Welcome to my crazy world of real food cooking ...

Eat Food. Not too much. Mostly Plants. -- Michael Pollan

I wish I could take credit for that because I think it sums up how we should eat. Simply -- eat stuff that really is food, instead of stuff that is food like substance. The supermarket is almost entirely food-like-substances, and, my friends, you should probably never ever eat them.

Fortunately, there is a world of deliciousness out there, and it can all be had in a way that not only doesn't harm your health, but in a way that benefits you hugely.

I think it's important to eat stuff that satisfies you, that keeps your blood sugar stable, and that gives you stuff your body really needs to run optimally.

But baby, it's gotta taste good.

I really like getting experimental in the kitchen. I love cooking, I love layering flavours, and I love coming up with really super yummy food. I have very strong opinions about what constitutes food, and there are a lot of things I won't touch in the kitchen. Bottom line? Pretty much everything I make is ridiculously good for you even if it tastes decadent. Although there are occasional big fat cheats ... but even those stick to real food, my friends.

For food that is usual gluten free, usually free of cane sugar, usually super low on the glycemic index, full of protein, fiber, flavour, and excellent energy, join me and Alice down the rabbit hole.

Every recipe on this blog is my own original effort and idea, so please pass 'em on, giving credit where credit is due.

Many thanks, and come back often. I'm really glad you are here!


Monday, 11 April 2011

Simmered Tomato Sauce -- A hearty, sweet sauce for all your sauce needs

The sauce I make is typically a sauce of minced garlic, chopped onion, and diced tomato, with some herbs thrown in for good measure. When the tomatoes are sweet, this sauce is sweet. When the tomatoes are sour, this sauce is more sour. This sauce is cooked until the tomatoes break down a little, but it's not a long cooking sauce, and it has the fresh taste of its components. 

Today, I wanted to make lasagne, and I wanted a sauce that was a little more grounded, a little more well rounded, a little more ... substantial.  I accomplished this by the addition of carrot to my sauce, and a rather extended low temperature cooking time. Yep, I simmered this sauce for 2 hours. The result is a reduced sauce, robust, full bodied, a little sweet from the carrots, and bold enough to hold its own, but mellow enough to soften all the edges and please all palates.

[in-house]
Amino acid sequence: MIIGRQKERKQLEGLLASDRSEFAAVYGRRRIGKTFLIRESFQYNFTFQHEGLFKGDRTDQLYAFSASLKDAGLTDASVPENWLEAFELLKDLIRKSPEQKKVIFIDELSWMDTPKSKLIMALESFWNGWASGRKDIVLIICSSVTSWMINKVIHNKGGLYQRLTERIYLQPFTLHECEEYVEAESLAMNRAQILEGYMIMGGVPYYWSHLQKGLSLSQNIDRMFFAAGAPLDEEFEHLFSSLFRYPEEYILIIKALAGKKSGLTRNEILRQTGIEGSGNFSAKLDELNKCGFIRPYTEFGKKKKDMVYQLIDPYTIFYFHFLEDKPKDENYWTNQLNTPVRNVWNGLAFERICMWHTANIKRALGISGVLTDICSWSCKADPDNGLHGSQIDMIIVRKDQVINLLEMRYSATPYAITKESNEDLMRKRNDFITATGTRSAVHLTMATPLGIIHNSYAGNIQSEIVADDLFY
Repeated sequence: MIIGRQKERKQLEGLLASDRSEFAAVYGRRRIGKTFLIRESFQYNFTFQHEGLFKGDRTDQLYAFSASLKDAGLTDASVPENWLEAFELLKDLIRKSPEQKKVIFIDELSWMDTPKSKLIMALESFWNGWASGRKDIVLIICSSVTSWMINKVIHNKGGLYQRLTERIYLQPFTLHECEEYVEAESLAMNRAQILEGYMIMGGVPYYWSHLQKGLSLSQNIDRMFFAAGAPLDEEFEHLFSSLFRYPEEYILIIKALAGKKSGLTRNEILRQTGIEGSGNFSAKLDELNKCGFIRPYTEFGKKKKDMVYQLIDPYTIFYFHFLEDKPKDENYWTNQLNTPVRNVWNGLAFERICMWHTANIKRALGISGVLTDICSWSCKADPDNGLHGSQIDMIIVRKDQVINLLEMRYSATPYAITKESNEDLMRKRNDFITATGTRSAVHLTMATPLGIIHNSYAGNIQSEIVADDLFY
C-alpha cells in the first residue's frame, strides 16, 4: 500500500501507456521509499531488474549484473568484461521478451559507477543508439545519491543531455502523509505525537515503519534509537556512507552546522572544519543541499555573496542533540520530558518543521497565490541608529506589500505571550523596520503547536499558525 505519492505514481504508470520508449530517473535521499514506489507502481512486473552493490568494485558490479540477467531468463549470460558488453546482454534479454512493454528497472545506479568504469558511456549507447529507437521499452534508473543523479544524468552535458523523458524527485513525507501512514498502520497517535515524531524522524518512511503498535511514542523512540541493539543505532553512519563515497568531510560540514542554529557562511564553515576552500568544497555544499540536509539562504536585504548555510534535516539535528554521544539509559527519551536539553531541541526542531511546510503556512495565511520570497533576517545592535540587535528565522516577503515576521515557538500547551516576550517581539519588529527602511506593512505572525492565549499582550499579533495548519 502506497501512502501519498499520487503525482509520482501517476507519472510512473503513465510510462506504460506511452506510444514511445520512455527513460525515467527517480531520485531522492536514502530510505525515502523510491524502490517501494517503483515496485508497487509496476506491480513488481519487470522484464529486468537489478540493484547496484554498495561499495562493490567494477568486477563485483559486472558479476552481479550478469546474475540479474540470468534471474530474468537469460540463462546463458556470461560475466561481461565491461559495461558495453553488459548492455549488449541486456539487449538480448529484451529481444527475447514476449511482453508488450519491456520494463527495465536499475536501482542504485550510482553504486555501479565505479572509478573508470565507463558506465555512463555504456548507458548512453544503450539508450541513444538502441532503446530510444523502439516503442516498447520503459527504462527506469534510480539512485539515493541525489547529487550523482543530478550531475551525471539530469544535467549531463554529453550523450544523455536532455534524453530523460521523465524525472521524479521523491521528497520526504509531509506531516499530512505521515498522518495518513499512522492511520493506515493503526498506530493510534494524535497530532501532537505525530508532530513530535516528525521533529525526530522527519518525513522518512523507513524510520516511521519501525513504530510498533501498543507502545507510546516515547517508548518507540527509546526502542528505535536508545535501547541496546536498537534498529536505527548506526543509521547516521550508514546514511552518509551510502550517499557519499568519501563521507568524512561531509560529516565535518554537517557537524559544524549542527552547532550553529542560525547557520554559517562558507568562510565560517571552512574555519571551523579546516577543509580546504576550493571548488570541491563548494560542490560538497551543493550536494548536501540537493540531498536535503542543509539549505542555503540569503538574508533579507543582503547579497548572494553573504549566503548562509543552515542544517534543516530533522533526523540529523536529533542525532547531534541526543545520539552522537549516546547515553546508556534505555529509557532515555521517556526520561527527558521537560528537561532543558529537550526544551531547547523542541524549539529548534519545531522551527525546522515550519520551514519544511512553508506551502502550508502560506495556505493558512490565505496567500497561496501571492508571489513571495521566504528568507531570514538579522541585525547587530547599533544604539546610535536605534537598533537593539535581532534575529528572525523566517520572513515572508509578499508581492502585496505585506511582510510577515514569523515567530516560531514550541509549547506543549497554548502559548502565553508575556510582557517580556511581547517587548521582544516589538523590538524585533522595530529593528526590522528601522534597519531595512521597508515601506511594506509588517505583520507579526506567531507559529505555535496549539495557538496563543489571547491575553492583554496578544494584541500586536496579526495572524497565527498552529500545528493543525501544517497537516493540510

I pureed it after cooking (using an immersion blender -- such a great kitchen tool) to make a smooth sauce, which suited my purposes.

I'm of the opinion, when making sauce: go big or go home.  What I mean is, you might as well make as much as your pot will hold, because it freezes beautifully in glass jars, and then you have some ready the next time you need it -- for a quickie dinner when you're pressed for time, or for whatever meal you've lovingly planned -- and it's one thing less you'll have to do then. In harvest season, I will buy as many tomatoes as I can carry, and use every pot in the house. There's no point in doing that now, because the tomatoes are neither local nor cheap (but Loblaws now carries organic romas in pound packages, which is great), but because of the long cooking time of this sauce, it's a great idea to make more than just your needs for the day.

The following recipe, after cooking for 2 hours, made 2 L (8 cups), which I sadly used all at once because I made an extra lasagne for the freezer. 


1/4 cup extra virgin coconut oil
1/4 cup garlic, finely minced
3 cups onion, finely chopped
2 cups carrots, finely chopped
5 lbs roma tomatoes, diced (about 10 cups)
2 tbsp sea salt
2 tbsp marjoram
1 tbsp oregano
black pepper


1. saute the garlic, onion, and carrot in a covered saute pan with 1 tbsp sea salt until well sweated and translucent. Use low heat.
2. add the tomatoes, herbs, pepper, and rest of sea salt, and stir
3. cook on low heat (just enough for a low simmer) for 2 hours or so, until the sauce has achieved lift-off
4. use chunky, or puree. Use now, or freeze for later. If you freeze it, make sure you leave a little space at the top of the jar for expansion. It would be a shame to break the jars after all your hard work chopping.

This sauce really was perfect in the lasagne. I think it would be really nice with the addition -- either in the sauce or in the lasagne itself -- of a full-bodied mushroom. Alas, my spouse is not only not a mushroom lover, he is a mushroom hater.  I look forward to trying this sauce again for pizza -- ooh, with thinly sliced king mushrooms -- or portobelli. Yum.

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